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GIGABYTE Announces AORUS CV27Q Gaming Monitor with Black Equalizer 2.0

GIGABYTE TECHNOLOGY Co. Ltd, a leading manufacturer of motherboards and graphics cards, launched a "true 1500R" curved monitor, the AORUS CV27Q Tactical Gaming Monitor. The CV27Q uses a 27-inch QHD (2560x1440 resolution, 16:9 ratio) 1500R curved VA panel equipped with Black Equalizer 2.0 technology, and the upgraded ANC 2.0 technology.

The gamers will be amazed by its 1500R super immersive feel and the tactical features that it brings to the game. The Black Equalizer 2.0 technology works by dividing the screen into 1,296 subareas and equalizes each subarea individually, so gamers can see clearer the dark areas without having overexposure in the bright areas. This feature doesn't help only in gaming but it's also great for watching movies. An ideal solution for users who want to combine gaming and media entertainment.

ASUS ROG Strix XG438Q, the Largest 4K UHD FreeSync 2 HDR Gaming Monitor

ASUS Republic of Gamers (ROG) today announced Strix XG438Q, the world's biggest and fastest 4K UHD FreeSync 2 HDR gaming monitor, offering the perfect balance of smooth visuals and high contrast HDR performance for incredibly immersive gameplay. The new display features a 43-inch 4K UHD panel with an astonishing 120Hz refresh rate, high-dynamic-range (HDR) technology with 90% DCI-P3 professional color gamut coverage and exceptional contrast for DisplayHDR certification, plus support for AMD Radeon FreeSync HDR technology.

Strix XG438Q also includes GameFast Input technology for responsive, lag-free control that heightens gameplay experiences and gives games a vital edge over their opponents.

GIGABYTE Unveils Radeon RX 5700 Series Graphics Cards

GIGABYTE, the world's leading premium gaming hardware manufacturer, today announced the launch of Radeon RX 5700 XT 8G and Radeon RX 5700 8G, the latest Radeon RX 5700 series graphics cards built upon the 7 nm processor technology with new RDNA architecture and the world's first GPU to support PCI Express 4.0. With RDNA gaming architecture, GIGABYTE Radeon RX 5700 XT 8G and Radeon RX 5700 8G are equipped with 2560 and 2304 stream processors respectively and both come with 8 GB GDDR6 memory to deliver superior visual fidelity, lightning-fast performance and advanced features to power the latest AAA and eSports titles. The style of the Radeon RX 5700 XT 8G graphics card is different than before. It comes with a metal exoskeleton for heat dissipation and is fused with the reimagined contour silhouette, as well as precision-machined accents. Great gaming experiences are created by bending the rules.

The RDNA gaming architecture of Radeon RX 5700 Series is designed to power the future of PC, console, mobile and cloud-based gaming for years to come. It features a new compute unit design optimized for improved efficiency and a multi-level cache hierarchy designed to provide reduced latency, higher bandwidth and lower power. Delivering up to 1.25X higher performance-per-clock and up to 1.5X higher performance-per-watt compared to the previous-generation Graphics Core Next (GCN) architecture, RDNA provides the computational horsepower to enable thrilling, immersive gaming by enhancing explosions, physics, lighting effects for fluid, high-framerate gaming experiences.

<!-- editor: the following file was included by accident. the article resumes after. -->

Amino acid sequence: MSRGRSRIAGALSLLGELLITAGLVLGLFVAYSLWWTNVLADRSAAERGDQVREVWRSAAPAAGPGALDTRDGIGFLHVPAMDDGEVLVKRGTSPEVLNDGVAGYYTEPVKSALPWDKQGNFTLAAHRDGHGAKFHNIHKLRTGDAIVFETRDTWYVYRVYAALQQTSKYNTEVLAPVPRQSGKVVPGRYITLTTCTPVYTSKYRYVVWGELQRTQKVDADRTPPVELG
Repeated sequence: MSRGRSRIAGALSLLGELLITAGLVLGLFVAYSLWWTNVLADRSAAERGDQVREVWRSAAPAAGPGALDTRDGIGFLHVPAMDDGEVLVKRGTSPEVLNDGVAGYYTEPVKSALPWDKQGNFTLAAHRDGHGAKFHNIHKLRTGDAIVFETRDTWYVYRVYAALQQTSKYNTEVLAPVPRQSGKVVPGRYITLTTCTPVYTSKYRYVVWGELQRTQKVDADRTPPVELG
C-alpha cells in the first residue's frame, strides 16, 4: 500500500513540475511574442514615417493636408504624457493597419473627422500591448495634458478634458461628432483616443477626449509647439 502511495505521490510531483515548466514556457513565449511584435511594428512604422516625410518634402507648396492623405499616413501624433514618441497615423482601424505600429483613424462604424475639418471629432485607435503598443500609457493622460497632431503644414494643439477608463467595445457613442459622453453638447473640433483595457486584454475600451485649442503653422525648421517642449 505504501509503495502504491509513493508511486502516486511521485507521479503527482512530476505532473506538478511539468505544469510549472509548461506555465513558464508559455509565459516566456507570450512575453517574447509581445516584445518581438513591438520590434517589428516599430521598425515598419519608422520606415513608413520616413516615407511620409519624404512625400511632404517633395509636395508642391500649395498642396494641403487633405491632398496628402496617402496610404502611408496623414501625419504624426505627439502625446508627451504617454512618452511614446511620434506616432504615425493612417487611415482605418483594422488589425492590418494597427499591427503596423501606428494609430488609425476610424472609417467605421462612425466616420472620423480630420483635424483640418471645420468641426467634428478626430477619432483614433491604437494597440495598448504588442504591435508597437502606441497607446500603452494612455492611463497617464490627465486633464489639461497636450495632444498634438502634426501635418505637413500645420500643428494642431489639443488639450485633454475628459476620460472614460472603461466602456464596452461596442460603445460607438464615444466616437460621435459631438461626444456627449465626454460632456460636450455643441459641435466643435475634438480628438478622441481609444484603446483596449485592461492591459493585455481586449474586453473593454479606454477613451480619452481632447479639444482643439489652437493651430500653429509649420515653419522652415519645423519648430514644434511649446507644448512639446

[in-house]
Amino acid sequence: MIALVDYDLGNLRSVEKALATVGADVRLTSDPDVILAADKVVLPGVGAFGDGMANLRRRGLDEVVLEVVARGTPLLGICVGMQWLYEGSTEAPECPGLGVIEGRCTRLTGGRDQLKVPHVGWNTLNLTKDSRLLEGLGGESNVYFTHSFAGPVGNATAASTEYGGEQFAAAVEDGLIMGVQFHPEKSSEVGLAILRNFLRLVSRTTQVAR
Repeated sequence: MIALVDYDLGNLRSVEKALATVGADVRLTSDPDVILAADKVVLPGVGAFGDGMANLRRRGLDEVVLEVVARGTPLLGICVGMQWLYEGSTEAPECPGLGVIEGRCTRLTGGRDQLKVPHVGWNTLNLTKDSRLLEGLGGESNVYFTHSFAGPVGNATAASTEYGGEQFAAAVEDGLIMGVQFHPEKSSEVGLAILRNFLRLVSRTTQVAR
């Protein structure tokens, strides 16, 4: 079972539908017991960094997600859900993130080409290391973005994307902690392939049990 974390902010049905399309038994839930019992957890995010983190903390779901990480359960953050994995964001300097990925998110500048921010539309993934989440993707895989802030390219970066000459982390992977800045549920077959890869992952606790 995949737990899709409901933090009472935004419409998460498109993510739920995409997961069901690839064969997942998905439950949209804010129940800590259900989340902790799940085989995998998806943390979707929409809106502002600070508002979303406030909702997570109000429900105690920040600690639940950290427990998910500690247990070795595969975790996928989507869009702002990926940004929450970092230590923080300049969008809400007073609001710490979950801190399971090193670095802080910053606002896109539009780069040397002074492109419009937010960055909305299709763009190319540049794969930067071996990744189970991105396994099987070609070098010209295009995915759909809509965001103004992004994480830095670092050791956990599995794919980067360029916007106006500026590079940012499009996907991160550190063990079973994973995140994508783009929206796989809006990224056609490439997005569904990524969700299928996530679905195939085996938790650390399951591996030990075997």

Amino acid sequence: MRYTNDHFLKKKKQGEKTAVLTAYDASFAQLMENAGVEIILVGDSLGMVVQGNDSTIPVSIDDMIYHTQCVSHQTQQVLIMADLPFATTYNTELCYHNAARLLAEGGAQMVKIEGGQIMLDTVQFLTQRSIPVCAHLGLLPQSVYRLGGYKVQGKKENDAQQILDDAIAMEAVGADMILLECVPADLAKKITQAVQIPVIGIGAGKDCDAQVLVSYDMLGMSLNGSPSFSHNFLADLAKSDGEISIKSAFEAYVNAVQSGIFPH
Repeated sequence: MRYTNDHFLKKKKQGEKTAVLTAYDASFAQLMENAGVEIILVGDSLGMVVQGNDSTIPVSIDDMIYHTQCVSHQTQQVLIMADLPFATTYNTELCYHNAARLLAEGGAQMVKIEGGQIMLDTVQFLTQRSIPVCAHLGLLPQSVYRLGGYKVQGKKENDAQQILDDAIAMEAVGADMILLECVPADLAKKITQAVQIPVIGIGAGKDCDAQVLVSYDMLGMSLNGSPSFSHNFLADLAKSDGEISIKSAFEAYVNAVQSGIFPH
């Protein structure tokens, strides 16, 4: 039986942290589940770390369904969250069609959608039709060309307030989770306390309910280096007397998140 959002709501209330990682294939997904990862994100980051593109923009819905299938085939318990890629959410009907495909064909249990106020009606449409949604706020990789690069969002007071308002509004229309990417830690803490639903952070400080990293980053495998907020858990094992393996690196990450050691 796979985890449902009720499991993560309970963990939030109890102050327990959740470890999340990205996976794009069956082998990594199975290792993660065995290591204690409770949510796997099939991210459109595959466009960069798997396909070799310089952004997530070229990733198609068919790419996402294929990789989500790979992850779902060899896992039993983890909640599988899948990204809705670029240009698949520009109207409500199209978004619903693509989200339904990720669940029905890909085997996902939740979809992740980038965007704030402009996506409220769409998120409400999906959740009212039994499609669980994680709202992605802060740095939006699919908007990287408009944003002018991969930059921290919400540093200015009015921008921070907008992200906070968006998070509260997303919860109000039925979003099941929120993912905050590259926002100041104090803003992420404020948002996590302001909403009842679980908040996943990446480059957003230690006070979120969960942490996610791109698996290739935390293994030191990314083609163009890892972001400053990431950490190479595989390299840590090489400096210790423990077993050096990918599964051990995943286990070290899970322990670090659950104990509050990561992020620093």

ASRock Launches Radeon RX 5700 Performance Gaming GPU Series

The leading global motherboard, graphics card and mini PC manufacturer, ASRock, launches the flagship level product - Radeon RX 5700 series graphics cards featuring AMD's latest Radeon RX 5700 gaming GPU and 8GB 256-bit GDDR6 memory with great gaming experiences are created by bending the rules. Take control and forge your own path with Radeon RX 5700 series and experience powerful accelerated gaming customized for you.

The Radeon RX 5700 series GPUs are powered by new RDNA architecture -- the heart of AMD's advanced 7nm technology process. RDNA features up to 40 completely redesigned "Compute Units" delivering incredible performance and up to 4x IPC improvements, new instructions better suited for visual effects such as volumetric lighting, blur effects, and depth of field, and multi-level cache hierarchy for greatly reduced latency and highly responsive gaming. The RDNA architecture enables DisplayPort 1.4 with Display Stream Compression for extreme refresh rates and resolutions on cutting edge displays for insanely immersive gameplay.

Cooler Master to Enter the Monitor Market With 30" GM219-30, 35" GM219-35 21:9, FreeSync 2 Monitors

Cooler Master seems to be sticking its tendrils to into another slice of the PC market with the upcoming release of two new monitor products. The company, best known for their cooling solutions, has already branched out into multiple sectors of the PC component and DIY market, and now it seems to want to make a name for itself in the monitor arena as well. Their first entries, the 30" GM219-30 and 35" GM219-35, are 21:9 ratio affairs based on VA technology. Both offer Adaptive Sync, which means "limited" NVIDIA G-Sync support and full AMD FreeSync 2 support. The FreeSync 2 support, of course, also entails a measure of HDR capabilities, since that particular revision of the AMD standard was worked on mostly for that inclusion.